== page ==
Mark Croft

Published: June 2016

Mark Croft

EU referendum: on a knife edge amongst business vote, survey shows

Our new survey of business decision makers shows just how close voting intention is for the upcoming EU referendum. We uncover some fascinating facts about what’s influencing business leaders, the confusion many feel in making an informed vote and our view about how the campaigns could better make their case.

‘Remain’ lead is narrow, regardless of company size

Our newly commissioned survey of business decision makers by YouGov shows that EU referendum voting intention amongst business leaders is far more even than many previous business surveys have found. The April survey of 618 business leaders, representing GB businesses of all sizes, found that just 49% were in favour of remaining in the EU while 40% favoured leaving – with 11% as yet undecided.

We were fascinated to find that even amongst the respondents from large businesses, the split was only 53% remain, 37% leave and 7% undecided. This is despite a string of other survey’s finding a clear business majority for remaining in the EU – with anything up to 80% backing remaining. Zak Meziane, one of our partners, commented: “Business, and particularly big business, is often portrayed as being strongly ‘Remain’. But our survey suggests that, across the spread of businesses, it’s actually a close-run thing.” For more information about voting intention try the battle of the Brexit trackers with FT.com Brexit Poll and Economist Brexit Poll.

Plenty of “sound and fury” – but not the information that’s needed

Despite all the Referendum ‘noise’, 38% of respondents said they still don’t feel they have the information needed to make their vote. This rose to 43% of respondents from small businesses. Even the EU fact checker services, developed by many major media companies, to examine the claims of both sides are not being read by the broader business community.

Zak Meziane commented: “One of the major issues for businesses appears to be a lack of information – with nearly four in ten respondents saying they still don’t feel they have enough information on which to base their vote. This is perhaps pushing executives towards making a personal/emotional decision rather than basing it on business factors.
So how are business leaders actually making up their minds?

It’s personal, business leaders say

One of the most unexpected survey findings was that a clear majority, 70% of respondents, said their vote will be primarily influenced by personal rather than business considerations. This was a consistent view regardless of company size: 73% of respondents from small businesses said it will mainly be a personal decision, 71% from medium sized businesses, and 67% from large companies.

Is this national vote appealing to personal politics, personal links with Europe, or are debates and voting intention amongst families and friends exerting more influence for business people than expected? There are clearly inconsistencies. Our survey found that just 20% of total respondents believed leaving the EU would be positive for their business – and yet 40% intend to vote ‘Leave’.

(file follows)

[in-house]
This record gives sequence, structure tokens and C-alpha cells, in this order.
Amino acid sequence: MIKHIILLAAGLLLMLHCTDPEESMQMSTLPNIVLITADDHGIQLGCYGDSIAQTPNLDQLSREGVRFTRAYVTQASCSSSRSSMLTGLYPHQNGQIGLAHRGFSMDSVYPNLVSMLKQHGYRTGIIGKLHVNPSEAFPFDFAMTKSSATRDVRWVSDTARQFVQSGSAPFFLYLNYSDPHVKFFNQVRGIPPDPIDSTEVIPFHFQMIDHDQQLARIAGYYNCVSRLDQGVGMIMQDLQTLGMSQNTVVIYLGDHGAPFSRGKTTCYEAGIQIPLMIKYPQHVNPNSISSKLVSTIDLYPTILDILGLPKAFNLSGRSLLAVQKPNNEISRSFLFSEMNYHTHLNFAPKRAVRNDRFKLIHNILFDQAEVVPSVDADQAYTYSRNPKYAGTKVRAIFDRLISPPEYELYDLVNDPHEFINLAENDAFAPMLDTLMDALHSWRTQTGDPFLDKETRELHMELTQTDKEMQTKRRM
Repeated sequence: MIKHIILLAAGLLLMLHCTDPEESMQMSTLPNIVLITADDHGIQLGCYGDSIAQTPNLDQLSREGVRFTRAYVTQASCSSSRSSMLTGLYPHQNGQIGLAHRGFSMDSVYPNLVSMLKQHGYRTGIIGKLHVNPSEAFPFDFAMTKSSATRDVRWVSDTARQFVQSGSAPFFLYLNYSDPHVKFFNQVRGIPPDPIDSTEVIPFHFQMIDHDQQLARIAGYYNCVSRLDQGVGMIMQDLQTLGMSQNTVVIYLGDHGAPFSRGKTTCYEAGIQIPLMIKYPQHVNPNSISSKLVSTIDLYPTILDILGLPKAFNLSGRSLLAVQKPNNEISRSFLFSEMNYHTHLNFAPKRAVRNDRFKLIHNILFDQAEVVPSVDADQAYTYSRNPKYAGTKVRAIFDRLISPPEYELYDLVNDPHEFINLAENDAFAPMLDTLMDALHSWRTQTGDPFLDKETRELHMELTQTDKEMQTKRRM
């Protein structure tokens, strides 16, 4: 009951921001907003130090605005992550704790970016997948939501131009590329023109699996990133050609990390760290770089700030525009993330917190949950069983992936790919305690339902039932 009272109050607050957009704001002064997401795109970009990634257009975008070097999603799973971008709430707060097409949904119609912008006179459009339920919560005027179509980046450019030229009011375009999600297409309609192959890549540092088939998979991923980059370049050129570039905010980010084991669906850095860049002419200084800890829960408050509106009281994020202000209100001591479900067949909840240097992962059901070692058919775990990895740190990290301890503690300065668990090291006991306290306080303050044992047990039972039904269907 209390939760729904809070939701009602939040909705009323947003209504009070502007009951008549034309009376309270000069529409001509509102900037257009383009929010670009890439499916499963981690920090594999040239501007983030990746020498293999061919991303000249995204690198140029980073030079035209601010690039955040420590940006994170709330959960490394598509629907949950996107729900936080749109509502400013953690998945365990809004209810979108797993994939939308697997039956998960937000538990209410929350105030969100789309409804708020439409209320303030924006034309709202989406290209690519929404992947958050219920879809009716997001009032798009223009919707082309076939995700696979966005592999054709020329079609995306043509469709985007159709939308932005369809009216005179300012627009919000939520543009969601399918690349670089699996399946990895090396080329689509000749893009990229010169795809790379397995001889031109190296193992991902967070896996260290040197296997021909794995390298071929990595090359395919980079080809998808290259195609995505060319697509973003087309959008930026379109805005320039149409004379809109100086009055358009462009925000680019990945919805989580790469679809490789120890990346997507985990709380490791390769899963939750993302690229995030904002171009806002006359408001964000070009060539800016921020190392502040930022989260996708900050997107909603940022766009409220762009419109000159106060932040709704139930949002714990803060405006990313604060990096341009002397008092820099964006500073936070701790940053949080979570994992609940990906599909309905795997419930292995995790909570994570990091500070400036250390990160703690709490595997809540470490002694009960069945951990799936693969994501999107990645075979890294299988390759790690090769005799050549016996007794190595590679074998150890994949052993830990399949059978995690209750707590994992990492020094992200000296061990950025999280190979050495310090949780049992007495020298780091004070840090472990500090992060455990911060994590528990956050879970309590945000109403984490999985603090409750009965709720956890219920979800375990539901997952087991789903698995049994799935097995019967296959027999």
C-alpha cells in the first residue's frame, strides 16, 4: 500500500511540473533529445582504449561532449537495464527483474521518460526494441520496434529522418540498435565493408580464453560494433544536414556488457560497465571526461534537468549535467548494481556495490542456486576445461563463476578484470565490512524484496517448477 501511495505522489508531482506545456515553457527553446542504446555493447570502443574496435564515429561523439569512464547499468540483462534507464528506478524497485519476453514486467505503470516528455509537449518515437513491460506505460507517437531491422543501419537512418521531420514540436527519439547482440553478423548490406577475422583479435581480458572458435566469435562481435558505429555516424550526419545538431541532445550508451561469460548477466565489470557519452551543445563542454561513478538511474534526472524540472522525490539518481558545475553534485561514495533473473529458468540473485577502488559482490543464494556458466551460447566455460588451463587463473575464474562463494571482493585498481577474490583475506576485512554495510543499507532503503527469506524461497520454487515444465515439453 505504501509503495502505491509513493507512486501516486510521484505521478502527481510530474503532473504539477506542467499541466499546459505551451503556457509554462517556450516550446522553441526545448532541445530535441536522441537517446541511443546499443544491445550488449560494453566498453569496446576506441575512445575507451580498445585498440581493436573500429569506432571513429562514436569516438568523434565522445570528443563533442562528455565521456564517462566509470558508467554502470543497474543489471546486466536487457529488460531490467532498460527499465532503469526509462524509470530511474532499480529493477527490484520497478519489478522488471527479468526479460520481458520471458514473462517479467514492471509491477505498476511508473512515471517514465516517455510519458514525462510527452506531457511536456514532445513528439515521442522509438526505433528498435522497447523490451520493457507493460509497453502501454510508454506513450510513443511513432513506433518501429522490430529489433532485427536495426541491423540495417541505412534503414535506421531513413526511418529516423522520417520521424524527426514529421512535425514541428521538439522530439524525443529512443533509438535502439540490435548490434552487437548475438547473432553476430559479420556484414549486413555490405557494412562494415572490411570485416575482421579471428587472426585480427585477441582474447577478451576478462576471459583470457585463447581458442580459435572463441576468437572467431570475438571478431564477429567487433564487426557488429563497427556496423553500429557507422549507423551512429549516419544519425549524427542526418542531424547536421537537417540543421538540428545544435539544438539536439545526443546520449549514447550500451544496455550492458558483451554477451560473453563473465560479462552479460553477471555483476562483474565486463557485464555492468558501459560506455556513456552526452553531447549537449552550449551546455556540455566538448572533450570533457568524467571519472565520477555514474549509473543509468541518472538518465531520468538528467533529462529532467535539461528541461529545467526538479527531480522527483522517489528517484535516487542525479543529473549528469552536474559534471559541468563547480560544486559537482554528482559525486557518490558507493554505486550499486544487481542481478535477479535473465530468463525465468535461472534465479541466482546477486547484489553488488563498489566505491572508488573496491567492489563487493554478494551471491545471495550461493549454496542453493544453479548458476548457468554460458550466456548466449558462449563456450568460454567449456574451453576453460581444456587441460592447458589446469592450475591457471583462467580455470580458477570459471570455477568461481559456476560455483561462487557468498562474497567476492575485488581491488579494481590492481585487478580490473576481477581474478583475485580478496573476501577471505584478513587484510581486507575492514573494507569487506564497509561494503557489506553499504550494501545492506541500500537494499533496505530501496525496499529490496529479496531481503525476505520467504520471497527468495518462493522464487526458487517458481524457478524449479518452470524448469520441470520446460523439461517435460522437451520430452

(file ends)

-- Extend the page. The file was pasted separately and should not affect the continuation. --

The impact of Brexit? – Larger companies more gloomy

Overall, a sizeable minority (40%) of business leaders said Brexit would have a negative impact on their company. Interestingly, despite the scare stories a third of respondents felt it would have ‘no impact’ on their business.

Those who say a negative impact predicated an “extended period of uncertainty and volatility” (34%) followed by a “loss of business/revenue to EU companies” (19%). the most commonly cited positive effect was a “reduction in red tape/bureaucracy and overheads” (47%).  However, there were definitely differences based on company size. Over half (51%) of large companies, compared 30% of respondents from small businesses, saw the impact of Brexit as negative. This supports a recent finding of British unicorns, private companies with a valuation above $1bn.

Time to change direction?

We think it could be time for a re-think regarding the narrative for business. Mark Croft, managing partner of Clarus Consulting , commented: “With just over a month to go, there is time for the picture to change. But both campaigns need to make the business case in a more persuasive and compelling way – or go all out on the personal/emotional arguments instead.”

We want to know more

We hope you’ve found the post thought provoking. We were certainly intrigued to bust some current EU referendum myths about business voting intention and to discover that business leaders are voting from a personal perspective.

We’re intrigued. So we’re going to set up some depth qualitative interviews with a range of business leaders to discover more. We’ll let you know what they said shortly. If you’d like to comment, take part in our research, or know about our change programmes the feeling is mutual. Please get in touch using the contact form on this website.

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